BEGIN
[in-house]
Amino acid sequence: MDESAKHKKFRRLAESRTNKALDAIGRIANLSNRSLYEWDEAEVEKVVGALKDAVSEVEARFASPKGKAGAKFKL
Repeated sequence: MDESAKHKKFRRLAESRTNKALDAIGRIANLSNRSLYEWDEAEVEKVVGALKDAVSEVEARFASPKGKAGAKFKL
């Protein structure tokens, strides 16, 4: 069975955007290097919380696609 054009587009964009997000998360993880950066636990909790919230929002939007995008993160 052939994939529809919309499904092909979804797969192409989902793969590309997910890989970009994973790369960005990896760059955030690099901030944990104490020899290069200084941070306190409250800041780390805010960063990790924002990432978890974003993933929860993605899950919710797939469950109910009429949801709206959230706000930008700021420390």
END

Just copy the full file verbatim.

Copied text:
[in-house]
Amino acid sequence: MDESAKHKKFRRLAESRTNKALDAIGRIANLSNRSLYEWDEAEVEKVVGALKDAVSEVEARFASPKGKAGAKFKL
Repeated sequence: MDESAKHKKFRRLAESRTNKALDAIGRIANLSNRSLYEWDEAEVEKVVGALKDAVSEVEARFASPKGKAGAKFKL
């Protein structure tokens, strides 16, 4: 069975955007290097919380696609 054009587009964009997000998360993880950066636990909790919230929002939007995008993160 052939994939529809919309499904092909979804797969192409989902793969590309997910890989970009994973790369960005990896760059955030690099901030944990104490020899290069200084941070306190409250800041780390805010960063990790924002990432978890974003993933929860993605899950919710797939469950109910009429949801709206959230706000930008700021420390």